iFi Audio Hip DAC V2 – Full Review

iFi Hip Dac V2

Hi Guys,

Today we are back to a review of an iFi Audio piece of gear. Their new Hip DAC V2. For the rest of this review, I will refer to it as the “V2.” 

The V2 is the same size as the V1 Hip DAC from iFi. It embraces a new orange colour, with a silver volume knob vs. the blue paint, and gold knob of the original. The V2 has an upgraded XMOS USB processing chip, full MQA decoding, and a new crystal clock which supposedly helps overall sound quality. I don’t care about MQA at all to be honest, but the other changes are nice little upgrades that will help the overall quality of the unit. 

The V2 has a 3.5mm output which uses iFi’s “S-Balanced” tech, and also has a 4.4mm output for fully balanced use. Also on the front panel are a low/high gain selector, and an XBASS selector, which is iFi’s take on a simple bass boost, done in the analog domain. 

Nice and Portable

On the rear of the device, there is iFi’s usual type A USB for data, and also a USB-C port for charging. Now, I understand that separating these two inputs has benefits for noise, especially from the charging side. I will be honest though, this is probably my only large gripe with the unit. I don’t really see a device aimed at a more “consumer” market, and everyday use VS “High end” use, needing this separation of power and data. For this type of device I’m a huge fan of a “one and done” type of connection. It’s frustrating to have the two cables going from your laptop to deliver the data, and also keep the battery charging. It’s not a huge deal, just something I don’t fully agree with on this type of device. 

Speaking of the battery, depending on the headphones you are using, you will get about 7-8 hours out of a fully charged V2, which is enough I find. Its not class leading, but it’s certainly enough for a few hours at a coffee shop, or 6-7 hours on a flight. That sort of thing. 

The overall sound of the V2 is fairly in line with iFi’s other equipment, but obviously on a scaled down level. I find it somewhat warm, but not syrupy or gooey. The V2 is a bit brighter than other iFi gear that I’ve listened too. Overall detail levels are totally inline with the price point, but also not a strong point. I don’t really think that is the point of this piece of gear though. The XBASS is great with headphones that are a bit bass light, but I found with neutral or bass heavy headphones, it was a bit strong. Thus, with the headphones I have, I preferred to just dial in my preferred bass levels with EQ, rather than the units own bass adjustment. 

Front View

With 400mw into 32ohms from the balanced output, that Hip DAC has enough power for most easier to drive headphones. I wouldn’t recommend it for something very difficult to drive, other than a back up option. However, with something like the Meze Empyrean, or ELITE, it’s a great match for a portable option. I only have fairly difficult (in IEM terms) IEM’s on hand, and I had no problems with hiss using them with the V2. I have read other users report a bit hiss with very sensitive IEMs. In this case I would recommend using iFi’s “ear buddy” or “IEmatch” dongles, which will cut the hiss out. Obviously, it’s not ideal, but at the price point and size of the V2, I can’t see iFi managing to build all their features internally. If you want IEmatch built in, their new XDSD Gryphon might be worth a look. I haven’t had a chance to hear that piece of gear yet, but its feature set is astounding. However, it is double the price of the V2, so that’s entirely understandable.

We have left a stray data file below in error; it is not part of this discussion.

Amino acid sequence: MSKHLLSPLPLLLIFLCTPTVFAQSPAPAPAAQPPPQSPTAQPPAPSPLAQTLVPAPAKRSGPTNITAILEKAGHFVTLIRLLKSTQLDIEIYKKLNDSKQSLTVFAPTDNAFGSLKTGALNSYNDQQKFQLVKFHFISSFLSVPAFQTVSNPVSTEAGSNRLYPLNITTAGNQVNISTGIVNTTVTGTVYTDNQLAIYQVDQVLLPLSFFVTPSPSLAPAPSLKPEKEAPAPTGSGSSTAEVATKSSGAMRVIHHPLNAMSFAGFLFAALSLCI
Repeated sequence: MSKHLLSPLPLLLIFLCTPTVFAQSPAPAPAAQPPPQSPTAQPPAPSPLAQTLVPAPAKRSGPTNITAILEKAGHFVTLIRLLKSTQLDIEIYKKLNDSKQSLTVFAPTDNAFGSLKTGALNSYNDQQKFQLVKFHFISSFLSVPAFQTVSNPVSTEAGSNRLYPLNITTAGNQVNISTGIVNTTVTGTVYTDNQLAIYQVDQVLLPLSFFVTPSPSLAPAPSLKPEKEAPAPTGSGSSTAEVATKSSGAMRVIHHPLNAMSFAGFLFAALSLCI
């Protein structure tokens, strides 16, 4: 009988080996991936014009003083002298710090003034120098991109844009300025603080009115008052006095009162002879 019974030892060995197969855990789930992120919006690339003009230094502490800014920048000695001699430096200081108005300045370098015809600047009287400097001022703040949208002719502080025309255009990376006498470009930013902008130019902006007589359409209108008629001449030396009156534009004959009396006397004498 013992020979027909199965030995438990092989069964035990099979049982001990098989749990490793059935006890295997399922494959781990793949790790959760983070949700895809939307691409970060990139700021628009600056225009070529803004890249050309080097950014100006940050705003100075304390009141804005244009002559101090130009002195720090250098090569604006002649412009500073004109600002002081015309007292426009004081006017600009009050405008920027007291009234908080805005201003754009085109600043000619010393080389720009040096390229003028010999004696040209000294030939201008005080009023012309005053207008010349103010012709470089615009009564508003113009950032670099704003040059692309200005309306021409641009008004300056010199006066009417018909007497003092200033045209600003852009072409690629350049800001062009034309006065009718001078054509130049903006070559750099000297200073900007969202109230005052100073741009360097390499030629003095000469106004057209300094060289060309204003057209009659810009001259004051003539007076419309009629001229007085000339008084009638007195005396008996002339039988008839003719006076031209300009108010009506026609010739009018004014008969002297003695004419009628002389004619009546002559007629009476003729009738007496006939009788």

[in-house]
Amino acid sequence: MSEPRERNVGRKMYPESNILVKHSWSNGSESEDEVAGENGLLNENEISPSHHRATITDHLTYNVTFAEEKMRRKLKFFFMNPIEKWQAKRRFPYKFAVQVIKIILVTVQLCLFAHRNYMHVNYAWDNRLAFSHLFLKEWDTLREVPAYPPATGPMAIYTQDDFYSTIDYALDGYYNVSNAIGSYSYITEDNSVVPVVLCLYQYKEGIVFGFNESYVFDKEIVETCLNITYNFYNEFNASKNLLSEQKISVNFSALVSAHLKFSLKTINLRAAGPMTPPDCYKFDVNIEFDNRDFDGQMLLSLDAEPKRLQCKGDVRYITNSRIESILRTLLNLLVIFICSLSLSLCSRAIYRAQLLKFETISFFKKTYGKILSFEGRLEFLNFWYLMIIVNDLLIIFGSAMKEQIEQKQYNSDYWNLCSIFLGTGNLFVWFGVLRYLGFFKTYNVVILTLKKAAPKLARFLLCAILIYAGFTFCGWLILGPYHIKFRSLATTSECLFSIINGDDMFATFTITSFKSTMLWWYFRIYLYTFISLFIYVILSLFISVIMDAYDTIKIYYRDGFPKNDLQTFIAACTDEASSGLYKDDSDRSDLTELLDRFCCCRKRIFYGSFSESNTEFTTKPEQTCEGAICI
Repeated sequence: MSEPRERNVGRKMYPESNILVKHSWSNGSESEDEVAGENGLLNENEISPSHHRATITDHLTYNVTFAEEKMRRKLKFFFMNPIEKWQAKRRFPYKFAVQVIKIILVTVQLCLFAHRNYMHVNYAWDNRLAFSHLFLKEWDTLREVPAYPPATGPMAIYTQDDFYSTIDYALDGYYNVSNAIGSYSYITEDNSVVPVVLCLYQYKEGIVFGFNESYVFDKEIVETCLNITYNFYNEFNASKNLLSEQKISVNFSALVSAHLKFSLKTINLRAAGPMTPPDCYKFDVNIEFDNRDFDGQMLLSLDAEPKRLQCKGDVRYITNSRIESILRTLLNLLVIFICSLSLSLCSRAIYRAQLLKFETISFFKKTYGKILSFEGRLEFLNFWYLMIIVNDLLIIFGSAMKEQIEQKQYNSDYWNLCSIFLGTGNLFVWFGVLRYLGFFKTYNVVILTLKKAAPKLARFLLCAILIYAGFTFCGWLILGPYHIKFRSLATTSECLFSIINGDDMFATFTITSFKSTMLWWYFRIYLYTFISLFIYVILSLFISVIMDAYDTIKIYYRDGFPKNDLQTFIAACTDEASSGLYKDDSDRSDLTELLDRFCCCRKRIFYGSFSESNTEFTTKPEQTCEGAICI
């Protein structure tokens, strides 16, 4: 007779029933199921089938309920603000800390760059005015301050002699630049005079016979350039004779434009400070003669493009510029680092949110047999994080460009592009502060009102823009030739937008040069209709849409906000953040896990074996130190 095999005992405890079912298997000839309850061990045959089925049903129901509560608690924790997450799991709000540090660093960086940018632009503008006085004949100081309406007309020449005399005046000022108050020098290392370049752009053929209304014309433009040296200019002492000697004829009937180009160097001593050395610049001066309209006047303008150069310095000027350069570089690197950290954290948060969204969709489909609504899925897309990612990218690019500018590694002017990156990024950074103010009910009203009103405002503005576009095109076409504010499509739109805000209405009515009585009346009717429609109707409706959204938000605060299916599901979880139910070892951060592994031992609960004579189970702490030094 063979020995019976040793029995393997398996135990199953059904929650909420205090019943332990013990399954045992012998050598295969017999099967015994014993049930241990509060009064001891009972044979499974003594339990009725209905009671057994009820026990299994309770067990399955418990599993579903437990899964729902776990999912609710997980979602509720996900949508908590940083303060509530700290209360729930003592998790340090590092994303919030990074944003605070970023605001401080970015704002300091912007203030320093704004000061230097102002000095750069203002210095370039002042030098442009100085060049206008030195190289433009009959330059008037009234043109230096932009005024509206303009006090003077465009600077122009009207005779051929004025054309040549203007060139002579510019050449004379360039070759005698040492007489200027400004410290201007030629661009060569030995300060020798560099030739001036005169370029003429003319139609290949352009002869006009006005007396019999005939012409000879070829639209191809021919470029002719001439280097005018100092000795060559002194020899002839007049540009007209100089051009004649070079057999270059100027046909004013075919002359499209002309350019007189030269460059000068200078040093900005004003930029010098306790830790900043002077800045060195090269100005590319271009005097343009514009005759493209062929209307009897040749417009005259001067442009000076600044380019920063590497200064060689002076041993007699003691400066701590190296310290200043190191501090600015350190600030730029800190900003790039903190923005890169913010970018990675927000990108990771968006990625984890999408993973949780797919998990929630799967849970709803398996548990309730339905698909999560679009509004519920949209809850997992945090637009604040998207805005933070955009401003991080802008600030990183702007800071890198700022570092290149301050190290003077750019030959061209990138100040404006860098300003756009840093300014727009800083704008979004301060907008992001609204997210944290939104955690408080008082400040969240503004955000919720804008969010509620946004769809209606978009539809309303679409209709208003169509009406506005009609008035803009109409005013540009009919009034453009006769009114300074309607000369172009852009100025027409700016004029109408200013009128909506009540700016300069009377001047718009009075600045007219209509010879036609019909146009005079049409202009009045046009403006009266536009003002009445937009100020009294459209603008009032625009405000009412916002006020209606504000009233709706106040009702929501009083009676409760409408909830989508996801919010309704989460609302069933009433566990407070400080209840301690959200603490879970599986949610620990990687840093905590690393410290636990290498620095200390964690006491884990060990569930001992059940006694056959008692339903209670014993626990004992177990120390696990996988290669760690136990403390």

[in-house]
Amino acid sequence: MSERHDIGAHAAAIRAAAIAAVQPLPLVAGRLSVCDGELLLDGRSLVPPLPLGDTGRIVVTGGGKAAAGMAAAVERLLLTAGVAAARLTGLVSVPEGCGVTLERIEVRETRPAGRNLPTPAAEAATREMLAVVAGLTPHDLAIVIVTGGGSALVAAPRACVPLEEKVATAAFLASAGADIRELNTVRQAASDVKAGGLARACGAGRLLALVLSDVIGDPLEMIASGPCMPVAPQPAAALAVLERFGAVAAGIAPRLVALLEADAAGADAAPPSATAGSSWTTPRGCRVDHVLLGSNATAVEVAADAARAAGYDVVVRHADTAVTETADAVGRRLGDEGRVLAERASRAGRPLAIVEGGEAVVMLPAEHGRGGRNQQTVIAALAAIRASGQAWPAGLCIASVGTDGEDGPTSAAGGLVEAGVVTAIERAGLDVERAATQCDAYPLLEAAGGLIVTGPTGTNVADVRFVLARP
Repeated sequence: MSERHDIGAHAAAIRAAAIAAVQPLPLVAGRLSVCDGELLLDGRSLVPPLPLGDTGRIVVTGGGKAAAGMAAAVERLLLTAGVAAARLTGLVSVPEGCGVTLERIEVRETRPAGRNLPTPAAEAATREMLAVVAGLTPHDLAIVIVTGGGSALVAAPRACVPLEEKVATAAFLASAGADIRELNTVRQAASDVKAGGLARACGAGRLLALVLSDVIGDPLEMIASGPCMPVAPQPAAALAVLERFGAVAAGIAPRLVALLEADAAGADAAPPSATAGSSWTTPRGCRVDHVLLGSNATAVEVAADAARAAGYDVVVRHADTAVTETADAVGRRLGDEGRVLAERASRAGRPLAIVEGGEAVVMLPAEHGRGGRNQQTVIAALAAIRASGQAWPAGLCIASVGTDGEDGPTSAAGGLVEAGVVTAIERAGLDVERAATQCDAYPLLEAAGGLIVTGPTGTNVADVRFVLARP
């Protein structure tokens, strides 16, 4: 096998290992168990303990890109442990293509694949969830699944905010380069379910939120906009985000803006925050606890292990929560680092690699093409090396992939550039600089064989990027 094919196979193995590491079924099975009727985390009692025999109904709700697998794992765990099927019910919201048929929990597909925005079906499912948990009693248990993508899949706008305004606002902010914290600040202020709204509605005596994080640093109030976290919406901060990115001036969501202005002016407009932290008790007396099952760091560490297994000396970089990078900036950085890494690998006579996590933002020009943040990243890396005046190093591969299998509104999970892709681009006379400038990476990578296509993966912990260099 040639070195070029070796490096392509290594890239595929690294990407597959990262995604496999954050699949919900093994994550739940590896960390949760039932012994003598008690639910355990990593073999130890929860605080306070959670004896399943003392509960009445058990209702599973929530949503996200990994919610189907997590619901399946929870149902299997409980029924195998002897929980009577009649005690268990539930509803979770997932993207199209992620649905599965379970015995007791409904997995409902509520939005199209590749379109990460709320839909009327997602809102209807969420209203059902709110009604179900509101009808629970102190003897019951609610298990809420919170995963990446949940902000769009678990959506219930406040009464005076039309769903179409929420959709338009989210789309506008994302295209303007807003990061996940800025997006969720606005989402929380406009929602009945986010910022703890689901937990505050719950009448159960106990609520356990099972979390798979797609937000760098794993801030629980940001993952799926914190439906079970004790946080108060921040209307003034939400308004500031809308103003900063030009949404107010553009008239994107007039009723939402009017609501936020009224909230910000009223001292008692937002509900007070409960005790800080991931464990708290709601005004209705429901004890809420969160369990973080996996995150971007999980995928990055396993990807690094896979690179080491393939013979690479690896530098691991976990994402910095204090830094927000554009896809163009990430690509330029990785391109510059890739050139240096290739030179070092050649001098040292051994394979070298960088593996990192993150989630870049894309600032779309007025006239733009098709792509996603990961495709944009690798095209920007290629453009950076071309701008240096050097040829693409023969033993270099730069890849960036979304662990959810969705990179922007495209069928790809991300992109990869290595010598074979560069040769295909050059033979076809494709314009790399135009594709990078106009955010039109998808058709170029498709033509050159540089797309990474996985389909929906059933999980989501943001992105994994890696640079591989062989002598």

Rear View

In terms of comparisons, I wanted to find something that was similar to the V2 to compare it with. I found a Fiio Q3 on craigslist for 100 dollars, so I snapped that up, and have been doing back and forth listening with the units. The Q3 is a little bit longer length wise, and the V2 is a little bit wider, but they are largely the same size. They also have mostly comparable specifications, with the V2 being slightly more powerful. The Q3 does have a single input cable, which I appreciate. The Q3 sounds a bit leaner, less presence in the mids. It also has a tiny bit sharpness in the highs vs iFi. Detail levels are largely similar, with the iFi taking the edge. The Fiio retails at $150USD, and the V2 retails at $300USD. I think if you just need a back up option for occasional use, I would get the Q3. However, if this is going to be your main piece of source gear, and you will use it often, it would be worth springing the extra cash for the V2. 

Hip Dac V2, with the Fiio Q3

Overall, I think the Hip DAC V2 does what it is designed to do very well. It isn’t a top of the line piece of gear, nor does it sound like one. However, if you need an option that you can plug into your laptop, or use on the go on a flight, or similar, it makes a very compelling case for its use. It can drive a large segment of the headphone market with no problems, has gain and bass boost options to tailor the sound further, and has a very solid battery lifetime should you need to go free from being plugged in. I think that for a large segment of people using headphones, the V2 might fit them very, very well, and would certainly be a huge upgrade from simply using their laptops built in headphone output. This is where the V2 shines, and is at its best. 

If it fits your use case, and headphones or IEMs, the V2 is certainly worth checking out, and is a great, tiny little piece of source equipment. The fact it looks great too, is just a bonus 🙂 

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